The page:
There will be some Manchester United fans who can scarcely believe what’s happening at Tottenham Hotspur right now.
As if Jose Mourinho’s return to the Premier League wasn’t enough of a shock, the glut of Spurs goals that has followed his appointment has been even more surprising – as has the Portuguese’s “happy” and “humble” demeanor.
Dele Alli’s rejuvenation is another intriguing development, with Mourinho winning all three of his games in charge of the North London club while conceding two goals: 3-2, 4-2 and 3-2. Very un-Mourinho-like. The former United boss struggled to get a tune out of Paul Pogba and the Reds’ other attacking midfielders, so what’s happening with Alli?
Maybe Mourinho’s promise of a new mentality, a new approach, that he’d learned from his United mistakes … maybe it’s all true.
What seems certain is that Spurs’ resurgence makes matters more concerning for Solskjaer, given his side’s next game sees the return of Mourinho to Old Trafford.
It’s likely that the Spurs boss will receive a largely positive ovation from theOld Traffordfaithful on Wednesday night – based on the love-in that we witnessed when Mourinho was sat in the Sky Sports studio earlier this term, blowing kisses to supporters in the South Stand. It’s going to be a televisual dream for Amazon, who will be making their live Premier League broadcasting debut and have a Spurs documentary in the can, too.
Not even their best TV scriptwriter could have conjured up this latest chapter in the Mourinho story: that his stock would be so high at the end of 2019, a year he spent largely unemployed. They probably wouldn’t have predicted Solskjaer’s plight either, based on the opening months of 2019 when he could do no wrong after replacing Mourinhoat United.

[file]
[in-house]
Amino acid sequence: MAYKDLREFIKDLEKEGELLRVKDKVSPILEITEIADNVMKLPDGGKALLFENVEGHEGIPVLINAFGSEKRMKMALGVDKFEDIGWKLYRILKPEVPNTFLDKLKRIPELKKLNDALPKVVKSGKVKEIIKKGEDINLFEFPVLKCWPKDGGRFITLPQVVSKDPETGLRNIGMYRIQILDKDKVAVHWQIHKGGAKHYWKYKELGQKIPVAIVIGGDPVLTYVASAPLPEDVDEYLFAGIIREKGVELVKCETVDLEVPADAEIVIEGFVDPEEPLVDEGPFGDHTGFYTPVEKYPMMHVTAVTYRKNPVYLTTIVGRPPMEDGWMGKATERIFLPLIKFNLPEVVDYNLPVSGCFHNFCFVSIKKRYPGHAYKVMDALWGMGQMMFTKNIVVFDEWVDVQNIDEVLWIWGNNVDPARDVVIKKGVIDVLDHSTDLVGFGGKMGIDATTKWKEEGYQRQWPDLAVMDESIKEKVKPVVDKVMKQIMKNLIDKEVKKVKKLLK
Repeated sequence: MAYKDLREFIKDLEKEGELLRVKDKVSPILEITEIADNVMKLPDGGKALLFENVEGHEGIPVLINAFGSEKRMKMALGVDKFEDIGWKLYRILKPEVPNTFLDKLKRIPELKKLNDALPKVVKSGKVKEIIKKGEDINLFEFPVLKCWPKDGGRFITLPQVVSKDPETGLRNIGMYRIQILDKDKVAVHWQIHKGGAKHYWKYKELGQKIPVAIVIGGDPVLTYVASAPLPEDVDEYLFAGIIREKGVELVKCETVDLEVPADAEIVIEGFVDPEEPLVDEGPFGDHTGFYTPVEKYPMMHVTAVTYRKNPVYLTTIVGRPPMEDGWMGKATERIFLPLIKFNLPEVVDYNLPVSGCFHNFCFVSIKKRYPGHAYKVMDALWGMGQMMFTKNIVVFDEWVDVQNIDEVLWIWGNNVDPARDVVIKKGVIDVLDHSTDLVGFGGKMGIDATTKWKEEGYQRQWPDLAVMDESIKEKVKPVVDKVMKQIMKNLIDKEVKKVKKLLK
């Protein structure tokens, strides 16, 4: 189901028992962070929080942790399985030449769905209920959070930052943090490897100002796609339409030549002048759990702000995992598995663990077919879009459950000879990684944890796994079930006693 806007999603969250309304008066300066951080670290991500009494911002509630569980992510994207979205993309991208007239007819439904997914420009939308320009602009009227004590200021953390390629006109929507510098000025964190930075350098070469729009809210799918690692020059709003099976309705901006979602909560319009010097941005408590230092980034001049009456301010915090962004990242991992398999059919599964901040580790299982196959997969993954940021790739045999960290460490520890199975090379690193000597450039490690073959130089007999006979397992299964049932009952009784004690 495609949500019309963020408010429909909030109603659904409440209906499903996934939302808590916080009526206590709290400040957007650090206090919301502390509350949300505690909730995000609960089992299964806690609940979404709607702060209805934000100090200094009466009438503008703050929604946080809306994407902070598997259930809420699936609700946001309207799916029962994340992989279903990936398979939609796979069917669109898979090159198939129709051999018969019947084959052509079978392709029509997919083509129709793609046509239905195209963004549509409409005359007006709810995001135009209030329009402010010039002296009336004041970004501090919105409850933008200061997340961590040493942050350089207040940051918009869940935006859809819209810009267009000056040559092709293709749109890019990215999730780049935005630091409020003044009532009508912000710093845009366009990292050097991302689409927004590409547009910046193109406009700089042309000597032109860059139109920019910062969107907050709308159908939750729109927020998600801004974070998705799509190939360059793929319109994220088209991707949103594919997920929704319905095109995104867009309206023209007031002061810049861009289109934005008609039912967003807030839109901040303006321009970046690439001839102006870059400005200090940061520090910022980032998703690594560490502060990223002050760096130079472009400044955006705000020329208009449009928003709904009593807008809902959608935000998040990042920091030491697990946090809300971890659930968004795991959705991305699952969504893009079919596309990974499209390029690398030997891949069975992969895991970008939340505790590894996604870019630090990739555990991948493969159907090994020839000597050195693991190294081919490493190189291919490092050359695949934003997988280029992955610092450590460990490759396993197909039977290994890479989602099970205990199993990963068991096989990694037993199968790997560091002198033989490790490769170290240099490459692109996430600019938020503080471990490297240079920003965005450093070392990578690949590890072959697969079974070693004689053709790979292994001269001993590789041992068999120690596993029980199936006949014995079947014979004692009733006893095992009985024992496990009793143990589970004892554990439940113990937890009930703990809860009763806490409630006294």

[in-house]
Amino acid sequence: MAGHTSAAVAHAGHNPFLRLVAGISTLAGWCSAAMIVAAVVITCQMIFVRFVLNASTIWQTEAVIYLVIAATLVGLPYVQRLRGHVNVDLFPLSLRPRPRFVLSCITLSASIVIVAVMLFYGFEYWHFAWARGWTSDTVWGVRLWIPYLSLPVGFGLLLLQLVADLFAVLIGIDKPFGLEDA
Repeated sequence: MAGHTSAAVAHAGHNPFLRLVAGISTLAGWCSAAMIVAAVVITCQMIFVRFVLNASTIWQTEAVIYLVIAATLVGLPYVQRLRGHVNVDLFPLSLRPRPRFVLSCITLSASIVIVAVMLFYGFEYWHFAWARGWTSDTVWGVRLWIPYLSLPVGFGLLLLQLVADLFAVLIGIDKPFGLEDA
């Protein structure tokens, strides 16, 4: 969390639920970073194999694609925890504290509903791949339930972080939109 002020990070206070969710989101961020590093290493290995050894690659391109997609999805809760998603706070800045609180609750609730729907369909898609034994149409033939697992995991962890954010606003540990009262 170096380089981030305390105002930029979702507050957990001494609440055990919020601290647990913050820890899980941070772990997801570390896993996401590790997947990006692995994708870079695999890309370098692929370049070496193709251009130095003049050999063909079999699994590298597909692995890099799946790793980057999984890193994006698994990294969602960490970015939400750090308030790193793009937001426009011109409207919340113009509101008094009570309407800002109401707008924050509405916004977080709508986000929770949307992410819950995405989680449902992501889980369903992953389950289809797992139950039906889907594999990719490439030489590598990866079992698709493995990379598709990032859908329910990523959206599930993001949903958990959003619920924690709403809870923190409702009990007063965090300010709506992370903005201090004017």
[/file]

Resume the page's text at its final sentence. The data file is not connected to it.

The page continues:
The respective records of the two managers are incomparable. Mourinho’s medal collection is something Solskjaer can only aspire to, though it didn’t hold weight with United’s decision makers 12 months ago. Ed Woodward’s public utterances in the past few months have reinforced that message, belief in Solskjaer, trust in the project.
But the Premier League’s reputation as a managerial minefield continues to be upheld, with the recent sackings of Quique Sanchez Flores and Unai Emery, adding to the departure of Mauricio Pochettino – which of course triggered this chain of events.
If Solskjaer is beaten by Mourinho on Wednesday night, the clamor on social media for United to make their own change in the dugout will be deafening . But that doesn’t mean the keyboard warriors are right. It’s just so difficult to stick to a long-term strategy in modern day football. Temptations are everywhere. The allure of Mourinho was something Spurs owner Daniel Levy could not resist.
And maybe what Mourinho is experiencing right now is a repeat of that post-Jose bounce United enjoyed under Solskjaer last winter.
Maybe the old traits will return: the in-fighting, the cagey and defensive football, the toxic press conferences. But they now appear a distant memory, as Alli, Harry Kane and company have sparked back into life.
Mourinho’s return to Old Trafford seems to be a situation Solskjaer cannot win.
Only a home victory on Wednesday night will lift the mist and prove United were right. But even then, you wouldn’t bet against Mourinho’s Spurs achieving a top four finish at United’s expense.
It’s just another problem for Solskjaer to solve, an added wave of pressure for the Norwegian to deal with.